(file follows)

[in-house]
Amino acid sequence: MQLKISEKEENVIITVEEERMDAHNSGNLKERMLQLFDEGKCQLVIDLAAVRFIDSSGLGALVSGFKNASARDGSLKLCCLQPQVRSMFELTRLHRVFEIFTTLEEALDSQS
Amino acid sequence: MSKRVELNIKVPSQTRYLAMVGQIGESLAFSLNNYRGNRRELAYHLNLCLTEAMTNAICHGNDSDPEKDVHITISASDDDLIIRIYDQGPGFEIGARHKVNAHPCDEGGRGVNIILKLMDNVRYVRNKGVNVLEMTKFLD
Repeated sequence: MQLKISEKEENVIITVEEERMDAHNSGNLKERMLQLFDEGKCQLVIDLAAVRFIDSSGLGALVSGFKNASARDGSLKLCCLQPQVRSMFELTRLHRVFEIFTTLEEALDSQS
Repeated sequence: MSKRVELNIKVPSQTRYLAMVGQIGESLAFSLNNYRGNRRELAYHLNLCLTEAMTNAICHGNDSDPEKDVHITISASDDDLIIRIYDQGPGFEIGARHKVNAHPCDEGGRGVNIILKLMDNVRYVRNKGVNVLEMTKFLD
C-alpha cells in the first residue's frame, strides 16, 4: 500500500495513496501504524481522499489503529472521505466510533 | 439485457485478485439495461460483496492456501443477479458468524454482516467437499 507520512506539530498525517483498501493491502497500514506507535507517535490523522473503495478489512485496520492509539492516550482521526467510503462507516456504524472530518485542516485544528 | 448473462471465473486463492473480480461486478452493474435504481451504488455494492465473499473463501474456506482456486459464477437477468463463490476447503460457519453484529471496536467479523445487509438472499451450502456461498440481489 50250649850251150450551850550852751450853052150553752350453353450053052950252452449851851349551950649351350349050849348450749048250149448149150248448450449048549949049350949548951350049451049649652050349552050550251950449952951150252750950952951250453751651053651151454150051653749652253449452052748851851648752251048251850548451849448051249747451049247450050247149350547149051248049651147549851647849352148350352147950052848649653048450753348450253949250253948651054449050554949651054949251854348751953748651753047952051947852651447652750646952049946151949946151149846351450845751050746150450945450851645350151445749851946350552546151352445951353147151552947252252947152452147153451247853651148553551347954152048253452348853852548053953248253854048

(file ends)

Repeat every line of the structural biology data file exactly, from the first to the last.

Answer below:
[in-house]
Amino acid sequence: MQLKISEKEENVIITVEEERMDAHNSGNLKERMLQLFDEGKCQLVIDLAAVRFIDSSGLGALVSGFKNASARDGSLKLCCLQPQVRSMFELTRLHRVFEIFTTLEEALDSQS
Amino acid sequence: MSKRVELNIKVPSQTRYLAMVGQIGESLAFSLNNYRGNRRELAYHLNLCLTEAMTNAICHGNDSDPEKDVHITISASDDDLIIRIYDQGPGFEIGARHKVNAHPCDEGGRGVNIILKLMDNVRYVRNKGVNVLEMTKFLD
Repeated sequence: MQLKISEKEENVIITVEEERMDAHNSGNLKERMLQLFDEGKCQLVIDLAAVRFIDSSGLGALVSGFKNASARDGSLKLCCLQPQVRSMFELTRLHRVFEIFTTLEEALDSQS
Repeated sequence: MSKRVELNIKVPSQTRYLAMVGQIGESLAFSLNNYRGNRRELAYHLNLCLTEAMTNAICHGNDSDPEKDVHITISASDDDLIIRIYDQGPGFEIGARHKVNAHPCDEGGRGVNIILKLMDNVRYVRNKGVNVLEMTKFLD
C-alpha cells in the first residue's frame, strides 16, 4: 500500500495513496501504524481522499489503529472521505466510533 | 439485457485478485439495461460483496492456501443477479458468524454482516467437499 507520512506539530498525517483498501493491502497500514506507535507517535490523522473503495478489512485496520492509539492516550482521526467510503462507516456504524472530518485542516485544528 | 448473462471465473486463492473480480461486478452493474435504481451504488455494492465473499473463501474456506482456486459464477437477468463463490476447503460457519453484529471496536467479523445487509438472499451450502456461498440481489 50250649850251150450551850550852751450853052150553752350453353450053052950252452449851851349551950649351350349050849348450749048250149448149150248448450449048549949049350949548951350049451049649652050349552050550251950449952951150252750950952951250453751651053651151454150051653749652253449452052748851851648752251048251850548451849448051249747451049247450050247149350547149051248049651147549851647849352148350352147950052848649653048450753348450253949250253948651054449050554949651054949251854348751953748651753047952051947852651447652750646952049946151949946151149846351450845751050746150450945450851645350151445749851946350552546151352445951353147151552947252252947152452147153451247853651148553551347954152048253452348853852548053953248253854048